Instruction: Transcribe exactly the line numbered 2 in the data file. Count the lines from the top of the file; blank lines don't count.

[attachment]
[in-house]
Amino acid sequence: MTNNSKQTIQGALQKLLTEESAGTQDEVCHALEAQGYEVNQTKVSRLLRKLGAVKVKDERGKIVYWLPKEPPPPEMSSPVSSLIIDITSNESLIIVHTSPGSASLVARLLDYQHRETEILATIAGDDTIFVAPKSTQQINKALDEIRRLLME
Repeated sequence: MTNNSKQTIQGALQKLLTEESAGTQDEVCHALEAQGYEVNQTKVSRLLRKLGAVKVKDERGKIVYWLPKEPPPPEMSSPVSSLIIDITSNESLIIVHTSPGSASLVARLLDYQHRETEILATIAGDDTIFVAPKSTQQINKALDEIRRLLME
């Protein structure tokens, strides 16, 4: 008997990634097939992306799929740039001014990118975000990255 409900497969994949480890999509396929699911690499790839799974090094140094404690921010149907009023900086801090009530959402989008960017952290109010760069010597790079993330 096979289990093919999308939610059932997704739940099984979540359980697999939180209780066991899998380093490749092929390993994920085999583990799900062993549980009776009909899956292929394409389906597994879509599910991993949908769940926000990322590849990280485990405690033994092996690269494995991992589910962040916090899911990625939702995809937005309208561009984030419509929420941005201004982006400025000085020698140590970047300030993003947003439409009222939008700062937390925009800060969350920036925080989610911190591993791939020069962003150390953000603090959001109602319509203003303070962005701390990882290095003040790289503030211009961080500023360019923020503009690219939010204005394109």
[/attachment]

Amino acid sequence: MTNNSKQTIQGALQKLLTEESAGTQDEVCHALEAQGYEVNQTKVSRLLRKLGAVKVKDERGKIVYWLPKEPPPPEMSSPVSSLIIDITSNESLIIVHTSPGSASLVARLLDYQHRETEILATIAGDDTIFVAPKSTQQINKALDEIRRLLME